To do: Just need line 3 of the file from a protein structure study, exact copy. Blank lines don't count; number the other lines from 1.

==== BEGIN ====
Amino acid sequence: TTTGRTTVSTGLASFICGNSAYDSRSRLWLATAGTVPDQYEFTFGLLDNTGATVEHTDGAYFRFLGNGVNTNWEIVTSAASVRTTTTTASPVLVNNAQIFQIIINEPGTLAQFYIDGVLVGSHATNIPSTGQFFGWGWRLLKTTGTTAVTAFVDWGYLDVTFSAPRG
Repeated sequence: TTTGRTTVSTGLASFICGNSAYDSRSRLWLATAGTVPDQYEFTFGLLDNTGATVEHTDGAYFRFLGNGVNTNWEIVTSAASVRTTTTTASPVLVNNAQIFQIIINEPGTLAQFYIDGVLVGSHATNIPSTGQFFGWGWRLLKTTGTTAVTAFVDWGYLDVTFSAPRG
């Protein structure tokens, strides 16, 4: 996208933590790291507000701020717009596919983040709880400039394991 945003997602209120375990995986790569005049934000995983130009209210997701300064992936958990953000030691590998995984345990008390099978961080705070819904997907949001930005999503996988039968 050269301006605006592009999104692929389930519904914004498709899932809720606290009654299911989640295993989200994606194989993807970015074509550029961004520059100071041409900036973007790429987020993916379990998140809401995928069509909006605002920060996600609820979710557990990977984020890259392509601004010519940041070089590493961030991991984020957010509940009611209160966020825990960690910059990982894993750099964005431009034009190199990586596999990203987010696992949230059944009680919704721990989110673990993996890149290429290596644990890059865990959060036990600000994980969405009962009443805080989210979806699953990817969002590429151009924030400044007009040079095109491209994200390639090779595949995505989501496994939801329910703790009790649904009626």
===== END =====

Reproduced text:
């Protein structure tokens, strides 16, 4: 996208933590790291507000701020717009596919983040709880400039394991 945003997602209120375990995986790569005049934000995983130009209210997701300064992936958990953000030691590998995984345990008390099978961080705070819904997907949001930005999503996988039968 050269301006605006592009999104692929389930519904914004498709899932809720606290009654299911989640295993989200994606194989993807970015074509550029961004520059100071041409900036973007790429987020993916379990998140809401995928069509909006605002920060996600609820979710557990990977984020890259392509601004010519940041070089590493961030991991984020957010509940009611209160966020825990960690910059990982894993750099964005431009034009190199990586596999990203987010696992949230059944009680919704721990989110673990993996890149290429290596644990890059865990959060036990600000994980969405009962009443805080989210979806699953990817969002590429151009924030400044007009040079095109491209994200390639090779595949995505989501496994939801329910703790009790649904009626």